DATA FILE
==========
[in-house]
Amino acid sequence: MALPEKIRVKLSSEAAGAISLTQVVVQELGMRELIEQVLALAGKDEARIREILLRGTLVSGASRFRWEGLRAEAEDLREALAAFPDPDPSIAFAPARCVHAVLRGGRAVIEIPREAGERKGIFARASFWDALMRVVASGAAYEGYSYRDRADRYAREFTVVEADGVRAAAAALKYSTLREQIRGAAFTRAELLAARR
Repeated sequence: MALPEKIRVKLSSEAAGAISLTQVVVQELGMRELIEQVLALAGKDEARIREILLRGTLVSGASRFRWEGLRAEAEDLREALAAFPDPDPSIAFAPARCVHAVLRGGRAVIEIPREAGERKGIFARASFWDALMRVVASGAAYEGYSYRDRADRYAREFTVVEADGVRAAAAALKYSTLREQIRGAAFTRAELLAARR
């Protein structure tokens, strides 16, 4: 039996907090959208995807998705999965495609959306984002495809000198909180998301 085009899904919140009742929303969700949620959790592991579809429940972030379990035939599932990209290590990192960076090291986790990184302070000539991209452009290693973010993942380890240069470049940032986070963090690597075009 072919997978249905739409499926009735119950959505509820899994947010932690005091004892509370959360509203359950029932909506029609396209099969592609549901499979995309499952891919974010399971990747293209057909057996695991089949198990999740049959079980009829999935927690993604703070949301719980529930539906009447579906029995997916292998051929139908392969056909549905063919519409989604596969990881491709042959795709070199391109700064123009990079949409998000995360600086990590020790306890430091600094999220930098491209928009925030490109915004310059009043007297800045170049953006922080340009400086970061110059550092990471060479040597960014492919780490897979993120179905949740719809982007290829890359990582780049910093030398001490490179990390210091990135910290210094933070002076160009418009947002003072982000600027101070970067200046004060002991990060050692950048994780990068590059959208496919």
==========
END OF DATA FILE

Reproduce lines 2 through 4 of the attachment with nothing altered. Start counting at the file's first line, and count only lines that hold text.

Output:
Amino acid sequence: MALPEKIRVKLSSEAAGAISLTQVVVQELGMRELIEQVLALAGKDEARIREILLRGTLVSGASRFRWEGLRAEAEDLREALAAFPDPDPSIAFAPARCVHAVLRGGRAVIEIPREAGERKGIFARASFWDALMRVVASGAAYEGYSYRDRADRYAREFTVVEADGVRAAAAALKYSTLREQIRGAAFTRAELLAARR
Repeated sequence: MALPEKIRVKLSSEAAGAISLTQVVVQELGMRELIEQVLALAGKDEARIREILLRGTLVSGASRFRWEGLRAEAEDLREALAAFPDPDPSIAFAPARCVHAVLRGGRAVIEIPREAGERKGIFARASFWDALMRVVASGAAYEGYSYRDRADRYAREFTVVEADGVRAAAAALKYSTLREQIRGAAFTRAELLAARR
């Protein structure tokens, strides 16, 4: 039996907090959208995807998705999965495609959306984002495809000198909180998301 085009899904919140009742929303969700949620959790592991579809429940972030379990035939599932990209290590990192960076090291986790990184302070000539991209452009290693973010993942380890240069470049940032986070963090690597075009 072919997978249905739409499926009735119950959505509820899994947010932690005091004892509370959360509203359950029932909506029609396209099969592609549901499979995309499952891919974010399971990747293209057909057996695991089949198990999740049959079980009829999935927690993604703070949301719980529930539906009447579906029995997916292998051929139908392969056909549905063919519409989604596969990881491709042959795709070199391109700064123009990079949409998000995360600086990590020790306890430091600094999220930098491209928009925030490109915004310059009043007297800045170049953006922080340009400086970061110059550092990471060479040597960014492919780490897979993120179905949740719809982007290829890359990582780049910093030398001490490179990390210091990135910290210094933070002076160009418009947002003072982000600027101070970067200046004060002991990060050692950048994780990068590059959208496919």